# Quadratic sum of Gauss integers

Let $A$ be a set, define $nA=\{x\mid x=a_1+a_2+\cdots a_k,a_i\in A,1\leq k\leq n\}$.

Denote $G=\{z\mid z=(a+bI)^2,a,b\in \mathbb Z,I=\sqrt{-1}\},K=\{z\mid z=a+2bI,a,b\in \mathbb Z,I=\sqrt{-1}\}$

What's the smallest integer $n$ such that $K=nG$ (if there exist)?

Lagrange's four-square theorem states that any natural number can be represented as the sum of four integer squares: $a=x_1^2+x_2^2+x_3^2+x_4^2,$ hence $a+2bI=x_1^2+x_2^2+x_3^2+x_4^2+b\cdot(1+I)^2$.

$a+bI~(2\not\mid b)$ cannot be represented as the sum of several integer squares, because $2\mid \Im(x+yI)^2=2xy$.

• At most 4. Since $a + 2bi = (a+b^2-1) + (1+ib)^2$ and one need at most 3 to represent $a + b^2 - 1$. If $a + b^2 - 1 = 2k+1$ is odd, it can be represent as $(k+1)^2 + (ik)^2$. – achille hui Aug 7 '13 at 12:40

If $$a$$ is odd we need at most two, because $$a+2bi=1\cdot(a+2bi)=u_1u_2$$ is a factorization into parts $$u_1=1$$ and $$u_2=a+2bi$$ such that $$u_1\pm u_2$$ have even real and imaginary parts. This means that we can solve for $$z_1$$ and $$z_2$$ from $$u_1u_2=z=z_1^2+z_2^2=(z_1+iz_2)(z_1-iz_2)$$ (using the ansatz $$u_1=z_1+iz_2$$, $$u_2=z_1-iz_2$$) as $$z_1=\frac{u_1+u_2}2=\frac{a+1}2+bi,\qquad z_2=\frac{u_1-u_2}{2i}=-b+i\frac{a-1}2.$$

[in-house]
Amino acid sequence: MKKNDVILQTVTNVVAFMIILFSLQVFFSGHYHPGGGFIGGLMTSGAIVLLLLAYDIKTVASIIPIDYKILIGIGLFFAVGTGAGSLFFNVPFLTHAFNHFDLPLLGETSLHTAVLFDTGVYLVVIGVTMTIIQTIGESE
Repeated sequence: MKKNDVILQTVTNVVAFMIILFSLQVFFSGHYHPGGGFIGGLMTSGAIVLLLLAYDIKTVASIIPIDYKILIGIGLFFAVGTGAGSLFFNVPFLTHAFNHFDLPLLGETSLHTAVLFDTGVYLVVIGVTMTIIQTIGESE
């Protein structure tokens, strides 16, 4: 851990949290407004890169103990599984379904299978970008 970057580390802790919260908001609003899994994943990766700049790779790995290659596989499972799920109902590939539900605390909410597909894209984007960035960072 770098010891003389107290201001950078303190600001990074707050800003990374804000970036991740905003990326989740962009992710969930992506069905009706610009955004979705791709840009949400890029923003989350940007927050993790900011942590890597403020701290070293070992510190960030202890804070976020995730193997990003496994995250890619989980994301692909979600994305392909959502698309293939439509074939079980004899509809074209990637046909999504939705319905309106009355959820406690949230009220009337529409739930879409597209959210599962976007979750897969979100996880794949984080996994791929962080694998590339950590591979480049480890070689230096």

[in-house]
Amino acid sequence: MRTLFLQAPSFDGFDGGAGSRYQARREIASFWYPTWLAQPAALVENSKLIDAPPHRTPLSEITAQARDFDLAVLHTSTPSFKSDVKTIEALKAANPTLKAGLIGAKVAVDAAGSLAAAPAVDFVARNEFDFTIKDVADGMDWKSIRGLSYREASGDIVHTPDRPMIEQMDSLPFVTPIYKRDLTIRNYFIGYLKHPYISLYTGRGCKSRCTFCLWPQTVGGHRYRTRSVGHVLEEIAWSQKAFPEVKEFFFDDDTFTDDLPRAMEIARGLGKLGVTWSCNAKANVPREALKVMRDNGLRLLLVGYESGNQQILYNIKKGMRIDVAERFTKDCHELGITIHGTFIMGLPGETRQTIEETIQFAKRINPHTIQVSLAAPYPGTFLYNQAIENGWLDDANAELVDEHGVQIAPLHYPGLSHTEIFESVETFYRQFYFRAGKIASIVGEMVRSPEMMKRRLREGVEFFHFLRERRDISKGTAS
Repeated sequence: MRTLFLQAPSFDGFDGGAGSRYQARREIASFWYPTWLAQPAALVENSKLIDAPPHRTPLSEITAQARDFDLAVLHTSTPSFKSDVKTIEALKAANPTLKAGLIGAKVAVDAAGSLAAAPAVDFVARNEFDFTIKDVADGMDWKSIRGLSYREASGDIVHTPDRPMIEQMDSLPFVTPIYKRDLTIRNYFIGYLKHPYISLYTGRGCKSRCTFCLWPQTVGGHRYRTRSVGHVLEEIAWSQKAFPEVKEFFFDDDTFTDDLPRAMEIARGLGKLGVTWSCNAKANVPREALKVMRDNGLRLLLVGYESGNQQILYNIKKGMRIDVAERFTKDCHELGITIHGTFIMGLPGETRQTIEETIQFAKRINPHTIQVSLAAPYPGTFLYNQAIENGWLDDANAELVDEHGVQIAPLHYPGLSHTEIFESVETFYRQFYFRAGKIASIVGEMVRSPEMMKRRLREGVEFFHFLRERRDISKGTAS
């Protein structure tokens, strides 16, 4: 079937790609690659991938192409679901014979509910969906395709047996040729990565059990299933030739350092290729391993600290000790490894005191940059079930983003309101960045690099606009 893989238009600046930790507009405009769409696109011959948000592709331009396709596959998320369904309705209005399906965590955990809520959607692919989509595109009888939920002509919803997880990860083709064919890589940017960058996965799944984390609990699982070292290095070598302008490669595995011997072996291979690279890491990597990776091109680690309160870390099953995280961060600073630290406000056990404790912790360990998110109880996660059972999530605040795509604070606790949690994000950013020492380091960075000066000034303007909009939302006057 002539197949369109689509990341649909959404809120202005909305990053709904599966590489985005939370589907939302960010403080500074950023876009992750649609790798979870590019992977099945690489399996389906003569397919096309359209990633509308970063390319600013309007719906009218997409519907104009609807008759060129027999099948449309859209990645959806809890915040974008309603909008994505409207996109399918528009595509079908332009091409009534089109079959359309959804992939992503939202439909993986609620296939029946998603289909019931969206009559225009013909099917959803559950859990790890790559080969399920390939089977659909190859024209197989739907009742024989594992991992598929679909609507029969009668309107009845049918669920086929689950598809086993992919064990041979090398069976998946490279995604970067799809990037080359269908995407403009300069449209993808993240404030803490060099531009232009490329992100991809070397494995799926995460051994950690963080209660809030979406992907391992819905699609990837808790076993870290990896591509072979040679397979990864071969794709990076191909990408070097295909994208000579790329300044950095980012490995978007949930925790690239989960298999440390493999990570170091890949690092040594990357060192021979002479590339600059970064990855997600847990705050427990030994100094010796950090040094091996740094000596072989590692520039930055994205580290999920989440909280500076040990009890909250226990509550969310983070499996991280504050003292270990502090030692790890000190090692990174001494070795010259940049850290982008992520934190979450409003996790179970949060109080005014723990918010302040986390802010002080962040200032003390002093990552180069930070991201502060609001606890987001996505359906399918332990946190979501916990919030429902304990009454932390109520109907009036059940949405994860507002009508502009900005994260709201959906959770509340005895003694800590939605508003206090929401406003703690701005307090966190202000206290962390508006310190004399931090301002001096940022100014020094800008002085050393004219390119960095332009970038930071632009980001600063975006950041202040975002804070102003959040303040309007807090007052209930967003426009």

And if $$a$$ is even we need at most one more, because $$a-1$$ is then odd.

So at this point we have $$n\le3$$.

It seems to me $$z=2+2i$$ cannot be written as a sum of two squares (study real and imaginary parts modulo four and check all the cases), meaning that $$n=3$$ is the answer.

Edit: Alternatively we can verify that no factorization of $$2+2i=-i(1+i)^3$$ leads to a factorization with both factors having the same parity in their real and imaginary parts. Working the above trick backwards then shows that it cannot be written as a sum of two squares. My testing suggests that $$z=a+2bi$$ is a sum of two Gaussian squares unless its real and imaginary parts are both congruent to $$2$$ modulo $$4$$.

Claim: $n\leq 8$.
Given $a+2bi\in\mathbb Z[i]$ for some $a,b\in\mathbb Z$. By Langrange's theorem, we have: $$|a|=x_1^2+x_2^2+x_3^2+x_4^2$$ $$|b|=y_1^2+y_2^2+y_3^2+y_4^2$$ for some $x_i,y_i\in\mathbb Z$. Now, define $$c_a=\begin{cases}1&a\geq 0\\i&a<0\end{cases}\qquad c_b=\begin{cases}1+i&b\geq 0\\1-i&b<0\end{cases}$$ Then \begin{align} &\quad (c_ax_1)^2+(c_ax_2)^2+(c_ax_3)^2+(c_ax_4)^2+(c_by_1)^2+(c_by_2)^2+(c_by_3)^2+(c_by_4)^2 \\ &=c_a^2\left(x_1^2+x_2^2+x_3^2+x_4^2\right) + c_b^2\cdot\left(y_1^2+y_2^2+y_3^2+y_4^2\right) \\ &=c_a^2\cdot |a| + c_b^2\cdot |b| \\ &=a+2bi \end{align} (Check, that the last equation holds for all four cases of $(c_a,c_b)$.)